Releasing Syntaphilin Removes Stressed Mitochondria from Axons Independent of Mitophagy under Pathophysiological Conditions
Mei-Yao Lin3, Xiu-Tang Cheng3, Prasad Tammineni, Yuxiang Xie, Bing Zhou, Qian Cai, Zu-Hang Sheng4,'Correspondence information about the author Zu-Hang Sheng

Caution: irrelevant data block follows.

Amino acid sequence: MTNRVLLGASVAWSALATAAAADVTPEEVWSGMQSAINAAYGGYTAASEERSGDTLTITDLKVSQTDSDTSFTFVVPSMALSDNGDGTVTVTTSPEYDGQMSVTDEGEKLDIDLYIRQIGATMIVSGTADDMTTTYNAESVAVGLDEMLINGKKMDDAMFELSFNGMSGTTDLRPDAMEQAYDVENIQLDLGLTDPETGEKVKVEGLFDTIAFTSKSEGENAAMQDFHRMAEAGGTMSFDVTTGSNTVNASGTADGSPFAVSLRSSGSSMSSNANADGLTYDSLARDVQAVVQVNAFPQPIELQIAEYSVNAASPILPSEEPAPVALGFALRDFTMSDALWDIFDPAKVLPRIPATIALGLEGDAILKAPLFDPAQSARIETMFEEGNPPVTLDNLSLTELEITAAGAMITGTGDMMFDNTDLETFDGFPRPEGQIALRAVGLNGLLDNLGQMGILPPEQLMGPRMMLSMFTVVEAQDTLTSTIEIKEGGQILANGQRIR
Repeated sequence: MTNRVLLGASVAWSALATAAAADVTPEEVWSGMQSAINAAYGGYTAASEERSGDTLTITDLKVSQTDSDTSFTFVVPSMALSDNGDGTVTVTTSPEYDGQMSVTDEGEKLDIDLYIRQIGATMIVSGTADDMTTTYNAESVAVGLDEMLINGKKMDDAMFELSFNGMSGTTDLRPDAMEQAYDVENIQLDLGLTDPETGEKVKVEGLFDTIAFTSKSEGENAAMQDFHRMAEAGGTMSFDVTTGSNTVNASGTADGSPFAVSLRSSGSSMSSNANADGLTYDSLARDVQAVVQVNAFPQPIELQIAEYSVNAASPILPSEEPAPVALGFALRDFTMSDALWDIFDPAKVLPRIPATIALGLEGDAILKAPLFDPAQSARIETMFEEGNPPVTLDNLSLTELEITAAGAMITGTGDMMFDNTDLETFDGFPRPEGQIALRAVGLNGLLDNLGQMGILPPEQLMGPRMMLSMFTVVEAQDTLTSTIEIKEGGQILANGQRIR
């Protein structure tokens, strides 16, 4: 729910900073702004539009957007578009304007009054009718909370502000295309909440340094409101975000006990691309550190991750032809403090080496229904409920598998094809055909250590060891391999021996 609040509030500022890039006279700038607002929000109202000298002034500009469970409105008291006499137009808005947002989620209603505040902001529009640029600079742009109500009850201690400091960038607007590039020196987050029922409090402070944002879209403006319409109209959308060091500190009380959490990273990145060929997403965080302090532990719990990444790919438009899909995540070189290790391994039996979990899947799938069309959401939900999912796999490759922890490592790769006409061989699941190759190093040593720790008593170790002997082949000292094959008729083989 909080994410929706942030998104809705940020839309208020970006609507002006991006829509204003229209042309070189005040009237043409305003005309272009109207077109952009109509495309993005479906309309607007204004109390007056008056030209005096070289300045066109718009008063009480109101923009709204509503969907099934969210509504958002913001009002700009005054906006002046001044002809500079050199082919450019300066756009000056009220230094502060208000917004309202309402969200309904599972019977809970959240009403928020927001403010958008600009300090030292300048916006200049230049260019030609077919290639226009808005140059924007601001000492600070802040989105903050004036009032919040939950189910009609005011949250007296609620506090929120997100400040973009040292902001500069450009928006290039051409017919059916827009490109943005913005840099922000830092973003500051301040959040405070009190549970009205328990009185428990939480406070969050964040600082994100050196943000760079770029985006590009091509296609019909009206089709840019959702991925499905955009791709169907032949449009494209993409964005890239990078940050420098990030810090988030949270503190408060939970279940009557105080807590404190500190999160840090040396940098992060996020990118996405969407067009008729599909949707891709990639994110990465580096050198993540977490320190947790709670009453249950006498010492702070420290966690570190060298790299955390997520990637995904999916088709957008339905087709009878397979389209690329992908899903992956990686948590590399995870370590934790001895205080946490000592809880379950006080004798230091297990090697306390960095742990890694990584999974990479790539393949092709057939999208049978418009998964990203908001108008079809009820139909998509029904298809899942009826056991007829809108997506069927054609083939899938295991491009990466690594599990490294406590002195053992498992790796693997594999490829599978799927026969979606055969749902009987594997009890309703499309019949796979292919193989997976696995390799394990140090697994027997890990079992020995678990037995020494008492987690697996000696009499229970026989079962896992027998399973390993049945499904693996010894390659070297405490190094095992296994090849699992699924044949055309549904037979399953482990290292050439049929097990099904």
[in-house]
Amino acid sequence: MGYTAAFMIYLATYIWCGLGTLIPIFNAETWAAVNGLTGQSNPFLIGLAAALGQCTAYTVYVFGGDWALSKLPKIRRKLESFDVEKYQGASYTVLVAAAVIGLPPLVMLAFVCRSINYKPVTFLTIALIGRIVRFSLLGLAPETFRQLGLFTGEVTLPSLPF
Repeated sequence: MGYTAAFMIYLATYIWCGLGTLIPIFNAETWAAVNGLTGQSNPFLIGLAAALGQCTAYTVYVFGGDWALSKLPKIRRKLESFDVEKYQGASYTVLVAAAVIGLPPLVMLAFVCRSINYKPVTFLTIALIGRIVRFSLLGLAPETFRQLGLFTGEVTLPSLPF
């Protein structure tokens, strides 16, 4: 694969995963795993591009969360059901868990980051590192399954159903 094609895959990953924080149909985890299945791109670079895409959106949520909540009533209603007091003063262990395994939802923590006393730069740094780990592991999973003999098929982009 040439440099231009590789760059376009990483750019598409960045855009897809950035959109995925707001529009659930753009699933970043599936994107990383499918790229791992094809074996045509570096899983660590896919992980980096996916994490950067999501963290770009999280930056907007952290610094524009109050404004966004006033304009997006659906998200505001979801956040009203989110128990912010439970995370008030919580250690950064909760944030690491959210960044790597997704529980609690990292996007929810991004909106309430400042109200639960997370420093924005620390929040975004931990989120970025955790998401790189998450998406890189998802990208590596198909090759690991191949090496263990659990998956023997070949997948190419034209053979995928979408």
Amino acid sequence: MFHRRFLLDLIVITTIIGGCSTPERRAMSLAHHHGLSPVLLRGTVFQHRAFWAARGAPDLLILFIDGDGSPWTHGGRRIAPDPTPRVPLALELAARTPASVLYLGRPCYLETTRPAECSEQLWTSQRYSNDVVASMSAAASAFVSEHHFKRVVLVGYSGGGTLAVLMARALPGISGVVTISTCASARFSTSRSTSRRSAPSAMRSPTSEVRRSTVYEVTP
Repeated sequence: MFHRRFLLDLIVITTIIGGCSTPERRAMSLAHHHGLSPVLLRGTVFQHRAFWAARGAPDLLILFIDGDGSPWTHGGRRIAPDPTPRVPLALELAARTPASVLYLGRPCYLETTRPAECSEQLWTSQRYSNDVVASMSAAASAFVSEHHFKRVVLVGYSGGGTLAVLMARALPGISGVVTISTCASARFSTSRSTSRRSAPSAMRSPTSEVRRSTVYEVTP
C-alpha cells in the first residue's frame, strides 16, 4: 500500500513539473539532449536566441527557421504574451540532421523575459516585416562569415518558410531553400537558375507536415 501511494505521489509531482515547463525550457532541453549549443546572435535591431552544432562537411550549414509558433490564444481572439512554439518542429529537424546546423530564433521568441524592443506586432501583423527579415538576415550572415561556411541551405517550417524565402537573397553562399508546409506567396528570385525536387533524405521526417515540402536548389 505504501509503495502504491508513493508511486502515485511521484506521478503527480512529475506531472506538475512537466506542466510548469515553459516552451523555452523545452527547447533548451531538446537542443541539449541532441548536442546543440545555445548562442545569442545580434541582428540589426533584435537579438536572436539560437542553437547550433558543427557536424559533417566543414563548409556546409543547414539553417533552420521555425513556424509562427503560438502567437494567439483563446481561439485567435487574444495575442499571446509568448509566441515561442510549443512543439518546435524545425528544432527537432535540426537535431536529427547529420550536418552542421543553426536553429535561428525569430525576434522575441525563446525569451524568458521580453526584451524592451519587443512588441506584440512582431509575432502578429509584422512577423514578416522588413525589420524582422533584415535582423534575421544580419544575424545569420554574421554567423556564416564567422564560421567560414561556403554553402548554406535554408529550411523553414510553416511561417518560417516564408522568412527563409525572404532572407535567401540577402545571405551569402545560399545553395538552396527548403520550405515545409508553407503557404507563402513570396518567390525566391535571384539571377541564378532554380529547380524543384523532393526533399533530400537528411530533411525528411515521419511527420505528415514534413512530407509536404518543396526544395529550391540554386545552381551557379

Chronic mitochondrial stress is a central problem associated with neurodegenerative diseases. Early removal of defective mitochondria from axons constitutes a critical step of mitochondrial quality control. Here we investigate axonal mitochondrial response to mild stress in wild-type neurons and chronic mitochondrial defects in Amytrophic Lateral Sclerosis (ALS)- and Alzheimer’s disease (AD)-linked neurons. We show that stressed mitochondria are removed from axons triggered by the bulk release of mitochondrial anchoring protein syntaphilin via a new class of mitochondria-derived cargos independent of Parkin, Drp1, and autophagy. Immuno-electron microscopy and super-resolution imaging show the budding of syntaphilin cargos, which then share a ride on late endosomes for transport toward the soma. Releasing syntaphilin is also activated in the early pathological stages of ALS- and AD-linked mutant neurons. Our study provides new mechanistic insights into the maintenance of axonal mitochondrial quality through SNPH-mediated coordination of mitochondrial stress and motility before activation of Parkin-mediated mitophagy.